by By Louise M. Felsher, CMP, CMM | March 01, 2009

While no job is ever guaranteed to be secure, there are a number of strategies planners can employ to safeguard their positions and/or departments. To do so, meeting professionals need to be insightful, assertive and willing to shift from old thought patterns to new mindsets, as suggested below.

Tune InOld thinking: Keep your head down and do your work.
Strategic thinking: Be extra-aware of your surroundings and pitch in whenever you see an opportunity.
You are more likely to maintain your position and contribute to the success of your team if you keep your head up, stay aware and take a proactive stance. This does not mean drawing unnecessary attention to yourself; rather, it means shining a light on your ability to prevent or solve problems and a willingness to lend a hand with anything, an attitude that may be particularly appreciated in firms decimated by layoffs.

Stay TrustworthyOld thinking: Keep your friends close and your enemies closer.
Strategic thinking: Portray yourself as someone to trust, and at the same time be extra cautious about what details you reveal about yourself to co-workers.
While "enemies closer" is a good place to start, you are probably still worried about the wrong people; don't share unnecessary information with your "friends" either. Desperate times cause the best of us sometimes to sacrifice integrity. On the flip side, being known as someone who can keep a secret and act with integrity will give you insights and garner respect from managers and top executives.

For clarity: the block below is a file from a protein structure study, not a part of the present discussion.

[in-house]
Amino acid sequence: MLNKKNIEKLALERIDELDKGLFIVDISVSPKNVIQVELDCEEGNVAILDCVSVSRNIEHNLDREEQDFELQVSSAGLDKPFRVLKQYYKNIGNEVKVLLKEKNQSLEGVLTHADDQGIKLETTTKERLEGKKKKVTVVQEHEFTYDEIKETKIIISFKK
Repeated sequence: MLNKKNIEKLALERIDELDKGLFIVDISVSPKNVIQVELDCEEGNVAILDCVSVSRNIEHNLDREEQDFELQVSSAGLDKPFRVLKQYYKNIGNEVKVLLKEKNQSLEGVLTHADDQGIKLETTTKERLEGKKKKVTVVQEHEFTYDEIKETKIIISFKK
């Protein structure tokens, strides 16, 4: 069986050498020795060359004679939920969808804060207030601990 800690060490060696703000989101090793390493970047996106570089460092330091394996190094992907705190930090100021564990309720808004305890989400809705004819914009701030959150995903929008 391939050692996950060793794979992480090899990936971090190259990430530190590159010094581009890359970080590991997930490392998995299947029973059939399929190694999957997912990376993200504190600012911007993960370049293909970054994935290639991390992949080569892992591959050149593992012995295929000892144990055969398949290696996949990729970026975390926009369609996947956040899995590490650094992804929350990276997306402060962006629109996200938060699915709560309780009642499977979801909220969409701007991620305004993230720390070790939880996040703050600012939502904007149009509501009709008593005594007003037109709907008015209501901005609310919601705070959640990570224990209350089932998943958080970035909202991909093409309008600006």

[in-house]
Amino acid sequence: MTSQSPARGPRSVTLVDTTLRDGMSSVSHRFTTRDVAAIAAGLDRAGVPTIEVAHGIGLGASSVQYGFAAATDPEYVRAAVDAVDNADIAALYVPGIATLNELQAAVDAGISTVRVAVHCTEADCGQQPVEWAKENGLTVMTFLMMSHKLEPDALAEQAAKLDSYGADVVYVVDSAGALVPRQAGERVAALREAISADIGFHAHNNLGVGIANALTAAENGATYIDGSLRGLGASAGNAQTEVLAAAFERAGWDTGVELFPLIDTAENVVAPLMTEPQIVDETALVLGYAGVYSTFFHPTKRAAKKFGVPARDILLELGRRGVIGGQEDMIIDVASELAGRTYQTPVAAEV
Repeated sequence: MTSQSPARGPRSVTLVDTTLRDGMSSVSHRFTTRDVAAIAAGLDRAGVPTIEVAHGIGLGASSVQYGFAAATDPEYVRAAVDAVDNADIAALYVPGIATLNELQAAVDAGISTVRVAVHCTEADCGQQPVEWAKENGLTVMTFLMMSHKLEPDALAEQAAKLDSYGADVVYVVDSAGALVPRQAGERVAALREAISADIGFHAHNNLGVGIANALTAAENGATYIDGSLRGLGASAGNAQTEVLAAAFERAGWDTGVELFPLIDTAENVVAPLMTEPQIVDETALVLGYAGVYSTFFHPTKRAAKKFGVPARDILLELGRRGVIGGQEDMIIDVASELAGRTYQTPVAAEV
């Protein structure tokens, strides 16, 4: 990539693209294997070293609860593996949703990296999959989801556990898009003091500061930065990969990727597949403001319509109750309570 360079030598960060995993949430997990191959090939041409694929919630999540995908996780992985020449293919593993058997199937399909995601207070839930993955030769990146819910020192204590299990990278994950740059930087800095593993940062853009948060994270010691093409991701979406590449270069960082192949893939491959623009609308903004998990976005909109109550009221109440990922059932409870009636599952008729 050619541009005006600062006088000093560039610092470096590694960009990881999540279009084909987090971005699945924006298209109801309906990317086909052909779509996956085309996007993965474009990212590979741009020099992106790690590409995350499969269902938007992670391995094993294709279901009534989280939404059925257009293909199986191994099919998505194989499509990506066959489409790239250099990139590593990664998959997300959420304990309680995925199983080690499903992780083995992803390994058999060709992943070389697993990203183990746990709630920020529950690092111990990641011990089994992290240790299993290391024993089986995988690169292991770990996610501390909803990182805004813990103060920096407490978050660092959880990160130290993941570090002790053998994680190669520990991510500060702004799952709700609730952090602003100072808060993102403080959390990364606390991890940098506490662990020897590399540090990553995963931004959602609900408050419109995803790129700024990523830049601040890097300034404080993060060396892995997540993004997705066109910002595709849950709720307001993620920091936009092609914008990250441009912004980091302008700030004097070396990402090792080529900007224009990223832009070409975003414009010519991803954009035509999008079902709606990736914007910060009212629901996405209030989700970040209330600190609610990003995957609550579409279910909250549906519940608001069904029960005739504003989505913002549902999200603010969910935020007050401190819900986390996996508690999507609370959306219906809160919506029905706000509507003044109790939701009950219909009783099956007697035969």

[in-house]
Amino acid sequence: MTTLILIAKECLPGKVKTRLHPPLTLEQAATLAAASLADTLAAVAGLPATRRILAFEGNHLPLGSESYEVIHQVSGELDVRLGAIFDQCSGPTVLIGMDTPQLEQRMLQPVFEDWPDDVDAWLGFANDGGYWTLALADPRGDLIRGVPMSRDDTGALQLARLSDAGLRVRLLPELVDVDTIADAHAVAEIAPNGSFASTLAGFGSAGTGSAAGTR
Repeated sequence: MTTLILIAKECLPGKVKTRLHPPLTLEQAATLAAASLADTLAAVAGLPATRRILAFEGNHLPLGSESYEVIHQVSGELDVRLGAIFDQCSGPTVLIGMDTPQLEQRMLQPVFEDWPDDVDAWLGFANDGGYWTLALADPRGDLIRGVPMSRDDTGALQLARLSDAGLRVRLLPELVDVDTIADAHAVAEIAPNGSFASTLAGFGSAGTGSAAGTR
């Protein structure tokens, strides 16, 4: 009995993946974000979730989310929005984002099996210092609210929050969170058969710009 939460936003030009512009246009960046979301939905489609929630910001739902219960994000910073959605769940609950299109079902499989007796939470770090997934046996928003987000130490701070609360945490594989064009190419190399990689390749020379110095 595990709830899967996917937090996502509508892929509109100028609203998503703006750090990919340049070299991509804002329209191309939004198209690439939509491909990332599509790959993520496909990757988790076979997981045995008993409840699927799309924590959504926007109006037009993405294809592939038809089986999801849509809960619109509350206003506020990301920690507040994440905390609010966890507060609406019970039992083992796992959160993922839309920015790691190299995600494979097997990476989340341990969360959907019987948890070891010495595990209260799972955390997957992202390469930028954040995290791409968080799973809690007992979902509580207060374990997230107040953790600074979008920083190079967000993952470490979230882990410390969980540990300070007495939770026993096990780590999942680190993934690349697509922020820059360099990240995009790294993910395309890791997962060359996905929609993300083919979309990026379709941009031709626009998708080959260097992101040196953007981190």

Prove Your Worth Old thinking: You are so good at your job that you can never be replaced.
Strategic thinking: Find creative ways to communicate your value and highlight your accomplishments.
No one is irreplaceable -- just look at all the CEOs who have been ousted from the companies they founded. But it won't hurt to reinforce your value by documenting your (and your team's) professional savvy (e.g., in negotiating rates and saving the company hard dollars) in brief weekly e-mails to senior executives. Another way is to ask managers in different areas of your organization whom you work with to put their praise or thanks to you and your staff in writing, with copies going to your boss and other VIPs in the firm.

Tout the TeamOld thinking: It's a dog-eat-dog world; everyone should look out for himself.
Strategic thinking: The stronger the pack, the safer you are.
Times like these encourage lone-wolf "I am out for myself" behavior. But turning against your team and sacrificing the strength of your department for your singular survival is more likely to expedite your demise. Now is the time to bolster your department. Be sure to praise their group and individual successes to higher-ups, especially when you get a pat on the back from management -- and continue to foster the team spirit.

Think Long-TermOld thinking: Do what you have to do to keep your job.
Strategic thinking: Don't trade a temporary paycheck for a permanently tainted reputation.
The most important aspect of job security is the willingness to accept that the definition of secure includes preservation of your long-term earnings, the solidity of your network, possible future opportunities and your sterling reputation. This means you should think twice before stepping on a colleague to save your current job -- it could mean losing many better jobs tomorrow.

Louise M. Felsher, CMP, CMM, is a principal consultant for San Carlos, Calif.-based Ellipses Strategic Marketing.